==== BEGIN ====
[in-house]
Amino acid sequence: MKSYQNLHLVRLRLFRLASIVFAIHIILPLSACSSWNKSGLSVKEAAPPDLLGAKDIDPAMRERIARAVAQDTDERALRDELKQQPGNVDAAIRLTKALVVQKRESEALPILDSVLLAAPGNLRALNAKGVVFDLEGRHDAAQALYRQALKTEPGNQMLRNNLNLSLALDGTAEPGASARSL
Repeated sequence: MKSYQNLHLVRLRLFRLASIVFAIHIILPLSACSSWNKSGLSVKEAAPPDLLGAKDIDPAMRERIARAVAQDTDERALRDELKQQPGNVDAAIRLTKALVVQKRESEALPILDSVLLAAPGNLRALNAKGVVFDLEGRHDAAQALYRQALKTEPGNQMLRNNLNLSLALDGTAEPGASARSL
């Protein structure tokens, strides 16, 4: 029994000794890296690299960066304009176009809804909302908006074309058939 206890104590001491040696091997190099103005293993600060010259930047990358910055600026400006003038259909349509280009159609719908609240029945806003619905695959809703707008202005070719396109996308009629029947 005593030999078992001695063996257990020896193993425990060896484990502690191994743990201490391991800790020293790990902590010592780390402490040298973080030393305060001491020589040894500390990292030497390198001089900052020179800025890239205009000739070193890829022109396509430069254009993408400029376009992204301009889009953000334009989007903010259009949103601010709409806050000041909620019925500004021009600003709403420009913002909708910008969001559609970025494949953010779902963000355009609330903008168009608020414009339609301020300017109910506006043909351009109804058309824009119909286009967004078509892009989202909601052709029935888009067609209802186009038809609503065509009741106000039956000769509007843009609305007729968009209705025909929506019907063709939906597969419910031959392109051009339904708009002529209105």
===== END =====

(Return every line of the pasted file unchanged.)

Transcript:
[in-house]
Amino acid sequence: MKSYQNLHLVRLRLFRLASIVFAIHIILPLSACSSWNKSGLSVKEAAPPDLLGAKDIDPAMRERIARAVAQDTDERALRDELKQQPGNVDAAIRLTKALVVQKRESEALPILDSVLLAAPGNLRALNAKGVVFDLEGRHDAAQALYRQALKTEPGNQMLRNNLNLSLALDGTAEPGASARSL
Repeated sequence: MKSYQNLHLVRLRLFRLASIVFAIHIILPLSACSSWNKSGLSVKEAAPPDLLGAKDIDPAMRERIARAVAQDTDERALRDELKQQPGNVDAAIRLTKALVVQKRESEALPILDSVLLAAPGNLRALNAKGVVFDLEGRHDAAQALYRQALKTEPGNQMLRNNLNLSLALDGTAEPGASARSL
């Protein structure tokens, strides 16, 4: 029994000794890296690299960066304009176009809804909302908006074309058939 206890104590001491040696091997190099103005293993600060010259930047990358910055600026400006003038259909349509280009159609719908609240029945806003619905695959809703707008202005070719396109996308009629029947 005593030999078992001695063996257990020896193993425990060896484990502690191994743990201490391991800790020293790990902590010592780390402490040298973080030393305060001491020589040894500390990292030497390198001089900052020179800025890239205009000739070193890829022109396509430069254009993408400029376009992204301009889009953000334009989007903010259009949103601010709409806050000041909620019925500004021009600003709403420009913002909708910008969001559609970025494949953010779902963000355009609330903008168009608020414009339609301020300017109910506006043909351009109804058309824009119909286009967004078509892009989202909601052709029935888009067609209802186009038809609503065509009741106000039956000769509007843009609305007729968009209705025909929506019907063709939906597969419910031959392109051009339904708009002529209105």